With the displays of American democracy at its worst in this election, I find my optimism in remembering that this ugly side of America is part of a greater picture. We are a vast nation. We are full of contradictions. We are stubborn, and sometimes terribly wrong. We often give in to shallowness and enjoy sensationalism and spectacle too much for our own good. Yet in spite of that, we always manage to beat back our baser natures and summon what is best in us in order to do what is needed. That’s the story of how women reached for the ballot. That’s the story of how love finally won last year. That’s the story of how we heard a man stand on the Lincoln Memorial and tell us about his dream. We are not deplorable. We are big hearted and big minded, and while we often fight the growing pains that come with progress, we do not avoid debate, nor do we fear the unknown. That is the story, after all, of how our nation was born.
A lot of that seems naive now, but I still believe it. I still count myself an optimist. I believe that, with work, things can get better, and that we all have an obligation to make that so. That’s my understanding of hope, and I don’t think my hope is unfounded. Voters were convinced by the wrong guy, but they can be convinced again. I still believe truth and justice will have the final say, but people are going to have to work for it. I still believe that nothing in democracy is irreversible, and that the only unequivocal restraints on political change are the limits of you and your fellow citizens’ ability to persuade the public.
So if you’re disappointed with the results of this election, don’t move to Canada. Don’t stop being interested in politics, because politics will always have an interest in you. Don’t stop believing that positive change is possible: we have done so much the last 200 years to think that now. And don’t give up on your fellow citizens. They voted for someone who is deplorable, but they’re not. Talk to them, listen to them, and convince them. We need to, not destroy or denigrate others, but persuade our fellow citizens to reject Trumpism. It is America’s new great task.
So if you’re asking what is next, the answer is not giving up. If this election teaches us anything, it’s that we can’t take our democracy for granted. We can’t take progress for granted, or even respect for human decency for granted. Now more than ever is the time to get involved in politics. Now more than ever is the time for activists, for debate, and for dreamers. The cynics and demagogues had their day, but that day won’t last forever; in America, it never does. Progress took a few steps back, as it has before, but the building of a more perfect union cannot stop now. Cynicism, apathy and despondency cannot reign now. Not when there are cities to save and students to inspire. Not when people’s voting rights are threatened. Not when the cries for racial justice still go unanswered. Not when there are people wondering if their lives matter. Not with millions of people who can lose the healthcare they gained for the first time. Not when the right of couples in loves to stay married is on the line. Not when there are immigrants living in the shadows, wondering if this nation of their dreams is still living up to its promise. Not with victims and future victims of sexual assault too scared to speak out. Not with millions of women and our young girls still waiting for the glass ceiling to break. There is too much to do, and our time on earth too short, to give in to apathy, to cynicism, or a bitter resentment towards our countrymen that will drive our country even further apart.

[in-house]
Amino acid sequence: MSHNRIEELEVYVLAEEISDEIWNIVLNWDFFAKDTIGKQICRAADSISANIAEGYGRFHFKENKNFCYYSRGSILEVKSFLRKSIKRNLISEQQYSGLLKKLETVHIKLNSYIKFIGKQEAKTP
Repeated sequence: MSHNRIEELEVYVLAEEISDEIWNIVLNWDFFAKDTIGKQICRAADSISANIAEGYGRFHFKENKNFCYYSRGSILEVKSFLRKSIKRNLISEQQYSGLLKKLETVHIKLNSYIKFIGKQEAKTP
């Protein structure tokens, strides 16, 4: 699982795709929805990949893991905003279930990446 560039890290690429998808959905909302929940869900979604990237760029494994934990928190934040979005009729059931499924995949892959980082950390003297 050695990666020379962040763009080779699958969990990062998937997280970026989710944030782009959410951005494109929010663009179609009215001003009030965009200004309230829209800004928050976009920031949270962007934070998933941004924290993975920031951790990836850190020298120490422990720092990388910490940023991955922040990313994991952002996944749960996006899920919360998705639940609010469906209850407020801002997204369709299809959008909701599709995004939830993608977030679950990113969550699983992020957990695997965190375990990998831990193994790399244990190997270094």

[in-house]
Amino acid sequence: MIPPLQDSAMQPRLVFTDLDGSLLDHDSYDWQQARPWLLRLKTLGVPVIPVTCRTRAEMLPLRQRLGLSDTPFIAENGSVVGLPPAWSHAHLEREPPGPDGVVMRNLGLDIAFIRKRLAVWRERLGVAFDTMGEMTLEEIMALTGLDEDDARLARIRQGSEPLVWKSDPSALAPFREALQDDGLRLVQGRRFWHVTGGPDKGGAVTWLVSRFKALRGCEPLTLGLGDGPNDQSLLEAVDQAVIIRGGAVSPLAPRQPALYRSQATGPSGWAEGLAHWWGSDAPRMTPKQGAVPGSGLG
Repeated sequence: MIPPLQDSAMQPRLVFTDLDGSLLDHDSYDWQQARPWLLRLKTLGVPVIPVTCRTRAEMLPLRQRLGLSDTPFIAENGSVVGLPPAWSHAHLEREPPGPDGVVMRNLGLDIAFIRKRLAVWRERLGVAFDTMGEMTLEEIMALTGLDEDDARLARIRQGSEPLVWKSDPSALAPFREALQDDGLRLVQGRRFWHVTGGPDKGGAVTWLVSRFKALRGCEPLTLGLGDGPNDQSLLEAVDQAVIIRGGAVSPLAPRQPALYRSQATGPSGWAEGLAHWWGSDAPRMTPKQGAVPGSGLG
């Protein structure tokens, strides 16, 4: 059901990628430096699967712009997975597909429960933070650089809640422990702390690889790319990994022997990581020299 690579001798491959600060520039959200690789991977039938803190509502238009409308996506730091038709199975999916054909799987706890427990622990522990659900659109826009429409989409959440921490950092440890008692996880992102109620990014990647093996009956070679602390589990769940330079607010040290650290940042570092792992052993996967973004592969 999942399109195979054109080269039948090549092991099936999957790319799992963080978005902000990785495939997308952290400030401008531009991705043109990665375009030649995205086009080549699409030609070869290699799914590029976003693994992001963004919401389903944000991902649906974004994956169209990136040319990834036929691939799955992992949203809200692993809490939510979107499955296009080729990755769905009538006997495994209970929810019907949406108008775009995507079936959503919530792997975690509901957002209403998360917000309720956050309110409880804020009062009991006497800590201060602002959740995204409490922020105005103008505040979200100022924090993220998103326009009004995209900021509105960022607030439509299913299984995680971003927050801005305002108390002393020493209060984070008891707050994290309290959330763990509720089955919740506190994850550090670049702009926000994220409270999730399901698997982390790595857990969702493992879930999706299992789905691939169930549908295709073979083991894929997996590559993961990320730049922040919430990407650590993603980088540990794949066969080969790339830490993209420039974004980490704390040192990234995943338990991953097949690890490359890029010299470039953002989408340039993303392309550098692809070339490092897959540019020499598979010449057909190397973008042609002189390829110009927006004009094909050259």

No matter what anyone says over the course of the next four years, this is a country belongs to all of us. It is not the domain any one class can claim. No Americans are more ‘real’ than others. I think we will all believe that one day. So I’m not going to stop betting on America yet. Trump will shake this country but he cannot break it. We are not that fragile. We are made of tougher stuff than that. We will survive, we will move on, we will endure. I have no doubt that we will stare down the cynics and summon what is best in all of us and make our country whole again. I love this country so much. I’m sad that Trump took the White House, but my hopefulness, my belief in others, those are things he can never take.